We are new to the city, but this day has a lot of significance for the Mumbaikars / Bombayites who lived through the terrorist attacks of November 26 2008.
Some links to rememberance programmes today.
My childhood friend Rajeev Shorey is now President of NIIT University. Look up NIIT (www.niit.com). They made India’s I.T. revolution possible by training hundreds of thousands of young kids in sweat shops in the 1980s and ‘90s. By the time Y2K came around, India had thousands of young programmers who could handle the simple task of recoding the calendars in computers that ran the world’s airlines and banks. Business continued as usual, armageddon was avoided, and India’s I.T. industry was born.
Anyway, the founders of NIIT have, after 10 years of hard work, established a university in Neemrana, Rajasthan, called NIIT University (http://www.niituniversity.in/), and yesterday was their second annual lecture.
The speakers included Mr Gurucharan Das, the author ofIndia Unleashed and The Difficulty of Being Good. After a very succesful career in corporate life Mr Das is now known as one of India’s foremost thinkers, philosophers and ethicists.
The other speaker was Dr. Karan Singh, Sanskritist, Member of Parliament, Educator and the former Maharaja of Kashmir.
Public speaking in India as demonstrated by the likes of Mr Das and Dr Karan Singh is in a league of its own. People such as these bring erudition, insight and humour to bear on a variety of topics. At the end of the trip back and forth from Mumbai I was physically broken (up at 4 a.m., back at 10 p.m.) but intellectually enriched.
Kumud, Mira, Tarini & Rustom (and 2, 096,712 other people).
In separate news, scientists have proven (o.k. o.k., not scientists, a scientist) has proven that it takes Indians (o.k., so it wasn’t a scientist, it was a social researcher) approximately 11.3 months (BOY are you particular. So it was me, o.k.? Happy? I observed that..) to give a shiny gleaming building the look and feel of a railway platform. At least that’s what it felt like yesterday at Delhi Airport, with flights delayed due to congestions.
Delhi’s domestic airport, actually quite glitzy.
On the positive side, we don’t have the imbeciles of Homeland Security in the U.S. announcing for the 59th time in a day “The Threat Advisory Level has been changed to ... (pause for effect, allow millions of passengers to stop what they’re doing and gaze expectantly up at the speakers. Wait for it, here it comes...) ORANGE.
Over the past several months so many of our friends from the U.S., Europe (post life in the U.S. we can’t recognize countries in Europe anymore, it’s just one big land mass of strange sounding places for us) and South East Asia have continued to stay in touch with us via e-mail and phone, which means a lot.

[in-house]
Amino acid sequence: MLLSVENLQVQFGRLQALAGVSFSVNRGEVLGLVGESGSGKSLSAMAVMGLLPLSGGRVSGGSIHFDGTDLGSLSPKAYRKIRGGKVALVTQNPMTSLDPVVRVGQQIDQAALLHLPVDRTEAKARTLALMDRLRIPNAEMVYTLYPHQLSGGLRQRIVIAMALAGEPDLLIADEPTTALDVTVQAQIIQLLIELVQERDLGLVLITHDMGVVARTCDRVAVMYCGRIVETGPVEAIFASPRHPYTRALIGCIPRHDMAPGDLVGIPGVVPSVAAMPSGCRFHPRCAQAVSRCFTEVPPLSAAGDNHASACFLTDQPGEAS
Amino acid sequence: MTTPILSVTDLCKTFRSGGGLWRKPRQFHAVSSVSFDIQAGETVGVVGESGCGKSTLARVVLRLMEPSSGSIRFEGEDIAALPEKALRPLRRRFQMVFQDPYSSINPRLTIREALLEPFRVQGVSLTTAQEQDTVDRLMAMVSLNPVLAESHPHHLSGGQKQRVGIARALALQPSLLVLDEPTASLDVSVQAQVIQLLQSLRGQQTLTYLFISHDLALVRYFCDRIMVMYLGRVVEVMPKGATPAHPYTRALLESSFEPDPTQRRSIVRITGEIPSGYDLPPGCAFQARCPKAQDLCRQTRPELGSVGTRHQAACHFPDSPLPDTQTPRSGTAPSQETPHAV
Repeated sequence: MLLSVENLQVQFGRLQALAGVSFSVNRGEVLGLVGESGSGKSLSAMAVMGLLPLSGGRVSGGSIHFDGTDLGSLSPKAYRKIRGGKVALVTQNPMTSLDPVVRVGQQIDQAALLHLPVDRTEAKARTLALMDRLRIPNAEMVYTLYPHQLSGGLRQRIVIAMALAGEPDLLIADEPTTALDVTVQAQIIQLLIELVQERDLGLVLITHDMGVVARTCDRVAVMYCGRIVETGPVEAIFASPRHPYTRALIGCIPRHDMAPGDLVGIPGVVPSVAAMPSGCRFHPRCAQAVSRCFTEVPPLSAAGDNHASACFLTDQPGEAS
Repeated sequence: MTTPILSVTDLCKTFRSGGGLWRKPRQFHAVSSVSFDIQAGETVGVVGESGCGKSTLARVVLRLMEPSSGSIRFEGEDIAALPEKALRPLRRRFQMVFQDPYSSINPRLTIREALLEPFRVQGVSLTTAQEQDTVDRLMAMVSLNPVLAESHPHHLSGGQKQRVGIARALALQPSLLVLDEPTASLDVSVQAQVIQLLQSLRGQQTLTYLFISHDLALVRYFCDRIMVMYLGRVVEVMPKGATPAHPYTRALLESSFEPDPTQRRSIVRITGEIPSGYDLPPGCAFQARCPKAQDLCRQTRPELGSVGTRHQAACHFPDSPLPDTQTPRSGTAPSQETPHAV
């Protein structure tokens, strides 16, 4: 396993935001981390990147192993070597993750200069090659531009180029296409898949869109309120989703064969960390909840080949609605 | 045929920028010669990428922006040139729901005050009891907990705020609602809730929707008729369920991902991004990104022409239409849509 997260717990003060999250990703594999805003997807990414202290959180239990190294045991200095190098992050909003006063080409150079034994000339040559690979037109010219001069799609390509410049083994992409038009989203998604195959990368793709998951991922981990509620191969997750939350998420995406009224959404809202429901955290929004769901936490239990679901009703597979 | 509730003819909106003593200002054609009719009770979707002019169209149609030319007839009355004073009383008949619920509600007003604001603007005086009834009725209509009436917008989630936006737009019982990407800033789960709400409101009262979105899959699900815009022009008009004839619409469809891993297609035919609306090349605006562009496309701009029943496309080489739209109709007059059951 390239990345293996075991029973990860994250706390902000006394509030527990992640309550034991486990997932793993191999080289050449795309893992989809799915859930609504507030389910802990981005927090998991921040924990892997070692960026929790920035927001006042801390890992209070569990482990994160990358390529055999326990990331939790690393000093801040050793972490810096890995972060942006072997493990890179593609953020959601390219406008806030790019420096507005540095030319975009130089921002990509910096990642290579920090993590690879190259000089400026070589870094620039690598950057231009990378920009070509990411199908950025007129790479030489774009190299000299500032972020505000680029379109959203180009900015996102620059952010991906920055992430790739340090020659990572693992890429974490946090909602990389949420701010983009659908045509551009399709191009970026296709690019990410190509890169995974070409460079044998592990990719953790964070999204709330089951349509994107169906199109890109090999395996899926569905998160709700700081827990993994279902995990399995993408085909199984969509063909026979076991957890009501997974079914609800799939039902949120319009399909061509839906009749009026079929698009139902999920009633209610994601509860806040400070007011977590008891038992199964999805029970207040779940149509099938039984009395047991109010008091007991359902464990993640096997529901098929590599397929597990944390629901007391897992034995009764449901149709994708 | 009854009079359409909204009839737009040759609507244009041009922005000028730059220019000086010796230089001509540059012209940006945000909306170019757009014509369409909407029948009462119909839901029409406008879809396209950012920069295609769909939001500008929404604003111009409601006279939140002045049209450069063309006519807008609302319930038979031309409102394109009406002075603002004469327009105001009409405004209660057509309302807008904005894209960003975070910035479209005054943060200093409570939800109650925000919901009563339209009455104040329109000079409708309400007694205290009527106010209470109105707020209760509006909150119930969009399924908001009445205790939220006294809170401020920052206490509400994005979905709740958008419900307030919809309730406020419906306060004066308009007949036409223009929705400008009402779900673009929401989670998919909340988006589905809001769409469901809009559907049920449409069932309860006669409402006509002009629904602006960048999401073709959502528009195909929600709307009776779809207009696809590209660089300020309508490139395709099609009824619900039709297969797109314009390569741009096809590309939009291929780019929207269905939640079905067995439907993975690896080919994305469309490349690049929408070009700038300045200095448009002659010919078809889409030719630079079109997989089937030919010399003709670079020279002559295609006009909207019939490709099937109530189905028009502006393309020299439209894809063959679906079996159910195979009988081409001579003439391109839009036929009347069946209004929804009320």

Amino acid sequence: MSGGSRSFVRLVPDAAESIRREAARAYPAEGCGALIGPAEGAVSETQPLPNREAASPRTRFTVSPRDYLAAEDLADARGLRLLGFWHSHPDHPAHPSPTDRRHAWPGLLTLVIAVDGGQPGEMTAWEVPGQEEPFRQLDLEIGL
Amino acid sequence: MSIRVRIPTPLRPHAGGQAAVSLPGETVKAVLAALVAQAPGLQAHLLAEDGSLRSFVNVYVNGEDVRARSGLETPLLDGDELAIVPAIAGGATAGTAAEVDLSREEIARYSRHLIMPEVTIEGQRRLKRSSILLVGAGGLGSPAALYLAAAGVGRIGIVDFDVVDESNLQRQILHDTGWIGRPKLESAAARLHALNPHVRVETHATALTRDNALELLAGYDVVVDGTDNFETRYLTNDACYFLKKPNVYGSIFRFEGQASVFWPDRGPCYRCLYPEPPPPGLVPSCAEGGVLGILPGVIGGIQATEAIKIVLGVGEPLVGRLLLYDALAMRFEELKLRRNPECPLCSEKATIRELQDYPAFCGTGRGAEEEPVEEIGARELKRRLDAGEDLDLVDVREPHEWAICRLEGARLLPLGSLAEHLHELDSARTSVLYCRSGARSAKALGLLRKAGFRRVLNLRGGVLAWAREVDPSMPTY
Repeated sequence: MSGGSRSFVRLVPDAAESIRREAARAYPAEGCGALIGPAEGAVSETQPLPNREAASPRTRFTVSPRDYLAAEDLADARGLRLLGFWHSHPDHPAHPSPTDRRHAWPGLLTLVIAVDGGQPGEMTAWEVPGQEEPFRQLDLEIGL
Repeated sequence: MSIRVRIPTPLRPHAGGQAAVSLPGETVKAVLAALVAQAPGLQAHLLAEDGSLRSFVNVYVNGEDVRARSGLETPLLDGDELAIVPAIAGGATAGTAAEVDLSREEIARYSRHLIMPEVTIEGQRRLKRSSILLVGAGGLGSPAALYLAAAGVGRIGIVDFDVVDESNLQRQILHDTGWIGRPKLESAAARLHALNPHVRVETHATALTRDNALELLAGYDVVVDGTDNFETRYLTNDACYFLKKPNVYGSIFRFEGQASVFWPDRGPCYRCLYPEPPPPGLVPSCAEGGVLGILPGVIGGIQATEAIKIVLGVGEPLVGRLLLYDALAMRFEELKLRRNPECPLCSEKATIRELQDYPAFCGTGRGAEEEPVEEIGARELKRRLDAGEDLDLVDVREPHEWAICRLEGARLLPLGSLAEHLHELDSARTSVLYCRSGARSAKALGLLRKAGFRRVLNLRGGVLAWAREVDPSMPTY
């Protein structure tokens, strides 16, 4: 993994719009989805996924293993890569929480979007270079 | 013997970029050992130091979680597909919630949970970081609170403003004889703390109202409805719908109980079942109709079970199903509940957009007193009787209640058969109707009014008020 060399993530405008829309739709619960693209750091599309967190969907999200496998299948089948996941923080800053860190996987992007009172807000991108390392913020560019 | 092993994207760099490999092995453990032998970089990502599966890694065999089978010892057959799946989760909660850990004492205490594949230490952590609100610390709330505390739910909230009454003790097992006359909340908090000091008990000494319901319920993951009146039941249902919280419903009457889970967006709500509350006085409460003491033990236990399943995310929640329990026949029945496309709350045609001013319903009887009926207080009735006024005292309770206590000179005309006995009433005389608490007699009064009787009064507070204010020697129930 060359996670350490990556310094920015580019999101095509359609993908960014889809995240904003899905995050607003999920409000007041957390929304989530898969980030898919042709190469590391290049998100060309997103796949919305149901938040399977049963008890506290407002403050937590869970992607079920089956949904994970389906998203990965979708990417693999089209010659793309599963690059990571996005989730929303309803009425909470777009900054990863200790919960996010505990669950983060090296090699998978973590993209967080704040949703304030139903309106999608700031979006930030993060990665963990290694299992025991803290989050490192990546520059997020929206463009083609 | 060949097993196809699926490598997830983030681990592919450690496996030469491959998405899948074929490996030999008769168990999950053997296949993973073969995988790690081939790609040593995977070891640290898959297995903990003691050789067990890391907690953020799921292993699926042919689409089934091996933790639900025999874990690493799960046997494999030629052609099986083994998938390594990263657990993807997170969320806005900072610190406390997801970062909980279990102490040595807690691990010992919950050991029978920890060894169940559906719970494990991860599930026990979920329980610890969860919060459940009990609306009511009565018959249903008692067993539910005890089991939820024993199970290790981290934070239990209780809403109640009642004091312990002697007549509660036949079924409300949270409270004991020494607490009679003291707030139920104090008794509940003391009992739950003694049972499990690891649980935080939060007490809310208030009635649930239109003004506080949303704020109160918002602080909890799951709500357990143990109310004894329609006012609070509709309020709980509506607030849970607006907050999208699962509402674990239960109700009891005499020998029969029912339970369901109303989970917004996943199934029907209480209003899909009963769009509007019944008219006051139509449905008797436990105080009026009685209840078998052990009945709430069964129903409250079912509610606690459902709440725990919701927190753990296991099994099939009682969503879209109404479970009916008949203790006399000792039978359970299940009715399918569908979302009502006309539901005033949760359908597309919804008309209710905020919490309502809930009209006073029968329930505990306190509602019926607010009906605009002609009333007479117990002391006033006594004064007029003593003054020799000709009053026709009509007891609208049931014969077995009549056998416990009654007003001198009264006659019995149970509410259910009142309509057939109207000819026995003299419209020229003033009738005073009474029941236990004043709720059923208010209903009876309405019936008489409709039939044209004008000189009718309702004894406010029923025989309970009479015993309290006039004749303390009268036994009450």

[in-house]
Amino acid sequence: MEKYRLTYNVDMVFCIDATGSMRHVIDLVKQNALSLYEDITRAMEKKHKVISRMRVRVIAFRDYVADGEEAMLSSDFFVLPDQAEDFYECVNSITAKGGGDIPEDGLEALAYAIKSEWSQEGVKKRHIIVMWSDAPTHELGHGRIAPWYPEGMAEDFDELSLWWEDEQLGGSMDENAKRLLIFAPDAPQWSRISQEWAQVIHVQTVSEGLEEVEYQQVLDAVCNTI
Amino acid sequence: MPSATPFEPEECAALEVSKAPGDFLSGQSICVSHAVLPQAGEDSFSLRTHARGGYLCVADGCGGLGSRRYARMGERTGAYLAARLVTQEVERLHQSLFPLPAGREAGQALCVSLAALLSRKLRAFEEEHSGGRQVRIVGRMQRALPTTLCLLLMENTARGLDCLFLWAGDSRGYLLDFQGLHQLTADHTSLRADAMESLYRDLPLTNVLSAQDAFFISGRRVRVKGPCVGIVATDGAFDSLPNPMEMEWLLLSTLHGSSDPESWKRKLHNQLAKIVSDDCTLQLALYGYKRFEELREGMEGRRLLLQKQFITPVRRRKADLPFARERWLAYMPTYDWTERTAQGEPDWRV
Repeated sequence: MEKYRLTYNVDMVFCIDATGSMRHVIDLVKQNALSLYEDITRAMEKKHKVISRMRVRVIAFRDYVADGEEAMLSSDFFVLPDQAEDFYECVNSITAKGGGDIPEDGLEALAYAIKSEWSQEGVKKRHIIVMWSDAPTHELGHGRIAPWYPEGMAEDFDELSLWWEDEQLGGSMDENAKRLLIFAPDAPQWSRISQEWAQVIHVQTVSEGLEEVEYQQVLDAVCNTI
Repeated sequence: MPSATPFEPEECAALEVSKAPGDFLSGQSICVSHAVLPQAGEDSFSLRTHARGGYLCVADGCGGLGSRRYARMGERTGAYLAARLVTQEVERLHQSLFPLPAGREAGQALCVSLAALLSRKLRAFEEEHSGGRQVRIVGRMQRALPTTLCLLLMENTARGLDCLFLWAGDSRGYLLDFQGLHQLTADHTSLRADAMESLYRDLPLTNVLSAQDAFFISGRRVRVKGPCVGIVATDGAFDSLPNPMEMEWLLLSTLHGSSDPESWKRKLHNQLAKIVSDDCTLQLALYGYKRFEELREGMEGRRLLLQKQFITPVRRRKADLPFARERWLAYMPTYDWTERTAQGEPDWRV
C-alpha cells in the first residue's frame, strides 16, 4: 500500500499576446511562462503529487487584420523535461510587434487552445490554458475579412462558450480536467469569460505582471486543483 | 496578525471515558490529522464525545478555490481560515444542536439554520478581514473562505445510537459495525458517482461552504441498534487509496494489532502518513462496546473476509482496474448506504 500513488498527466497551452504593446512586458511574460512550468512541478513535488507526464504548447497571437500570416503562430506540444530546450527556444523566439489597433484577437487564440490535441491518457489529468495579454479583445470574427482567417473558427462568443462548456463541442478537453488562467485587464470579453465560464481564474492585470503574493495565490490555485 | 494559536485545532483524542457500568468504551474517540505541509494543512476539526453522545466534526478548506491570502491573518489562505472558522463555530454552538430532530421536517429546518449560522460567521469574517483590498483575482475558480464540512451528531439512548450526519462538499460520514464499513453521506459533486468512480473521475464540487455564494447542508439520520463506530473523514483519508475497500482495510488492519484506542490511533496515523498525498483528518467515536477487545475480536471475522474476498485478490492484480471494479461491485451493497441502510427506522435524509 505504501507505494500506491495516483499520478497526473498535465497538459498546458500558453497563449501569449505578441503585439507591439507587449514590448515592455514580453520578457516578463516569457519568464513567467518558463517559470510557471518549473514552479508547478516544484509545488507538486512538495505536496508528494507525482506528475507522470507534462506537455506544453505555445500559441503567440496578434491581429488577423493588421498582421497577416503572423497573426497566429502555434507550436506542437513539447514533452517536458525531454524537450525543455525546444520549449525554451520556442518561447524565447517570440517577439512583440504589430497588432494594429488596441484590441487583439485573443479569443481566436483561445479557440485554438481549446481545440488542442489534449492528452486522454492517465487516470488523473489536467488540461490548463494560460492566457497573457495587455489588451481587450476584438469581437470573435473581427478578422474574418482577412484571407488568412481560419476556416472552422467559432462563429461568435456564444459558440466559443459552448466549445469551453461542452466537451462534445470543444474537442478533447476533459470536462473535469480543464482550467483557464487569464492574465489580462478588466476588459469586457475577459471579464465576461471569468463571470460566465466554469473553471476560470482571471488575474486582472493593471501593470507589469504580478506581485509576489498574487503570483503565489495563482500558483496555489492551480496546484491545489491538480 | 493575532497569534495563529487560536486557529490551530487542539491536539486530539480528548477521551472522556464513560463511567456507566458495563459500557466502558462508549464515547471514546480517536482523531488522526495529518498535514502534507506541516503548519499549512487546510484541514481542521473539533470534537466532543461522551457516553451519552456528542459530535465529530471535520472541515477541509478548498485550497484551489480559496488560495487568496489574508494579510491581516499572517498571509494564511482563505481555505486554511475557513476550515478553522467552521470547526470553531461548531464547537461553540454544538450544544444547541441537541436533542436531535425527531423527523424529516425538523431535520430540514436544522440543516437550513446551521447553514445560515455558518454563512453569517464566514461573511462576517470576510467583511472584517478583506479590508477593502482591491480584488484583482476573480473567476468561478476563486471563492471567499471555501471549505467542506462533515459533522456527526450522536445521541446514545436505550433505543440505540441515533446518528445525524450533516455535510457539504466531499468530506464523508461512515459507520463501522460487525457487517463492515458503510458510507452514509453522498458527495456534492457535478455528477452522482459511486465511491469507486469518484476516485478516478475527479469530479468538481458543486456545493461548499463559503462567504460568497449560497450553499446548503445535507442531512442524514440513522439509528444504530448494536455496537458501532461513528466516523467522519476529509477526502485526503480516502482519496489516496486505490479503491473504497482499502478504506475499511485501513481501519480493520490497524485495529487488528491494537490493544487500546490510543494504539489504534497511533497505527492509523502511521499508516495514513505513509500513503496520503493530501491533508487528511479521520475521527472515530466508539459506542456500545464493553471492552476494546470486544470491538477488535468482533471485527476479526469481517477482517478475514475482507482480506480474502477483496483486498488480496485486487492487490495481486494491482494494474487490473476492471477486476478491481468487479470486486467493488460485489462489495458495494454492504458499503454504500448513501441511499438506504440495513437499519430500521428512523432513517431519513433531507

What has been especially nice this weekend though is that the President and Michelle Obama dropped by to check in on us. Both families used to live in Chicago, Obama and I are both tall and lanky, we both have two daughters, he’s President of the United States and I am a mid level Director in a shipping company: we have so much in common.
Michelle Obama was a big hit on Indian breakfast TV today after she spontaneously joined Indian children in a dance for the second time in two days, displaying quite a matak, or shake of the hips.
The President joined in too, and proved within the first five seconds on the dance floor that he is indeed, in case that was ever in doubt, half white. Another thing we have in common.
Beirut is starting to sound attractive
Much as we have enjoyed celebrating Diwali in India again after many many years, the accompanying noise level of fireworks etc is starting to get SERIOUSLY annoying. I am having a very primeval and non peaceloving desire to go and inflict serious damage on the exploders of fireworks. If only my M56 submachine gun weren’t out for repairs I’d be out there now.
In any case, that Time Share apartment in Beirut is starting to sound more and more attractive.
De-compressing in Kerala
We took a much - needed five day holiday in Kerala, “God’s Own Country” by the Kerala Tourism Department’s reckoning. Perfect place to decompress: sun, sand, greenery and excruciatingly slow service.
Mira says, “I liked the peacefulness and the cleanliness, and the greenery, which is often hard to find in Mumbai”.
Tarini: “It’s good to be back”.
Btw, the banner photo was taken from our holiday home outside of San Gimignano at 6.20 am. What light! It lasted all of five minutes.